The international workers’ movement must raise its voice in collective protest against the increasingly repressive measures against the organized left in mainland China. Over the last few years the capitalist class that rules the country in the name of “Communism” has tightened its grip on independent political expression. Of course, in the factories where millions of workers toil under terrible conditions, political dissent and organizing continues to be harshly repressed. But more recently, even legal pro-government publications have faced increasing censorship and have been forced to conform with stringent topic guidelines, and in some cases were even suspended. “Real name” registration is enforced in much of the blogosphere and in the internet cafes; harassment and assaults of journalists, both foreign and domestic, have become the norm; and police raids targeting seemingly unthreatening arts festivals and gay pride events have become almost expected.
After the uprising of the Arab masses throughout the Middle East and North Africa that began eighteen months ago, and particularly since the Bo Xilai scandal unfolded in China earlier this year, the regime has launched a more systematic campaign of repression against left-wing and labor activists in particular. Largely ignored and barely tolerated in the last few decades, the left has most recently become a target of denunciation by the state-run media.
Among the specific acts of state persecution:
Discontent is mounting in Chinese society, reaching levels that Communist Party leaders consider dangerous. The working class is growing and feeling its strength, as evidenced by the increasing number of strikes and other working-class protests. Peasants are continually rebelling against Party corruption in the countryside. This discontent, in part a result of the “rising expectations” that accompany the growing economy, is also a reaction to the rapidly expanding inequality in a society already torn by class divisions.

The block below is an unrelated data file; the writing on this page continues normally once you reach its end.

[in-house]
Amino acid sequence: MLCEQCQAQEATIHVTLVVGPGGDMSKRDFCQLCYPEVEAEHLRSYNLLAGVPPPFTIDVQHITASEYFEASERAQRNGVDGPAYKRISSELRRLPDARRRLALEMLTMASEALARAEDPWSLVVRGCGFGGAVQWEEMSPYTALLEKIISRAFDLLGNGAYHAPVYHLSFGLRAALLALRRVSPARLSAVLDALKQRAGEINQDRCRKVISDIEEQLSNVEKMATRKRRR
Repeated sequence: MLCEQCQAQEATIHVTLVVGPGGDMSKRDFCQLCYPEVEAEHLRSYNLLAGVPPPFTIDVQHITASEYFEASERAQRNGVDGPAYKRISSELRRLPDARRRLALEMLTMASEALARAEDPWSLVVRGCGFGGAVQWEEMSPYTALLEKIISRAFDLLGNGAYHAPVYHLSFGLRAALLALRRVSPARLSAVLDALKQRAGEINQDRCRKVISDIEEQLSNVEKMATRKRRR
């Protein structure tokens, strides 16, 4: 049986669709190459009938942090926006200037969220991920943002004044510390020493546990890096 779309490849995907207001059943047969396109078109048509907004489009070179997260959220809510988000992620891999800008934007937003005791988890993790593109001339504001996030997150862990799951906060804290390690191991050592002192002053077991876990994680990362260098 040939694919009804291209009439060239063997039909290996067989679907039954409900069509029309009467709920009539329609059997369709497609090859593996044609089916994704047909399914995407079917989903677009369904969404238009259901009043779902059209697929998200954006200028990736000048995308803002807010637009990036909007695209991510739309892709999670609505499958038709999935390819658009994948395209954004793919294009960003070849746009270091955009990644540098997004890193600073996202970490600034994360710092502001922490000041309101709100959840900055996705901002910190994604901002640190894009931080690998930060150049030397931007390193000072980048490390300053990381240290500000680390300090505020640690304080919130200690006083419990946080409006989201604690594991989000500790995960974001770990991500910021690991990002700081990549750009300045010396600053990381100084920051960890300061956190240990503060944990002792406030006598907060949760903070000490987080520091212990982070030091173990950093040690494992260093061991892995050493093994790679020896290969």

Even where the government has mobilized campaigns that seek to divert the growing political and social tensions into nationalist and chauvinist channels – including the recent anti-Japanese demonstrations, there is danger of these protests becoming more than what the rulers bargained for. The official rhetoric against resurgent Japanese militarism and the unusually strident editorials and speeches against the U.S.’s attempt at strategic encirclement of China struck a deep chord among the masses. They rightly feel that their miserable wages and conditions of life are linked to China’s history of oppression at the hands of Western and Japanese capitalism. Such a groundswell of popular rage is not simply fodder for Chinese imperialist ambitions; it can also expose and threaten the deep links underneath between the imperialists and the Chinese rulers.
While the far left in China is relatively small and disparate, living an mostly underground existence, it has a potential reach way out of proportion to its current size. Already involved in some of the important labor disputes, the left could see its influence grow rapidly, given the rising levels of struggle against poverty and oppression.
China’s rulers are turning to repression because they do not have much capacity to co-opt struggles with reforms. They have made fantastic profits in recent years, but their prominent place in the world economy is based on their control of the world’s greatest supply of cheap labor – they cannot afford to allow China’s workers to improve their wages and living standards much. Moreover, the cost of funding the expansion of a middle class and labor aristocracy broad enough to offer stable support is beyond their means in this nation of well over a billion people. Protecting the profits of capitalists in China, foreign and Chinese, demands an iron fist or repression.
The coming years will likely see an explosion of working-class struggle in China that matches the scope of the nation’s economic expansion over recent decades. It is vital that a genuinely revolutionary socialist party be built among China’s workers to lead that struggle, beginning with the masses’ most immediate democratic and economic concerns, all the way to the conquest of state power. A genuine revolutionary workers’ state in China would use the nation’s greatly expanded industrial capacity to provide a decent life for all rather than the profits of a few, and an expanding realm of personal freedom and cultural expression. Such a revolution will be a mighty step toward the overthrow of capitalism everywhere and the building of a genuinely communist society of peace, freedom and abundance.
1. See www.chinaworker.info/en/content/news/1887/.
2. See www.chinaworker.info/en/content/news/1534/.
3. See www.guardian.co.uk/world/2012/apr/06/china-maoist-website-utopia.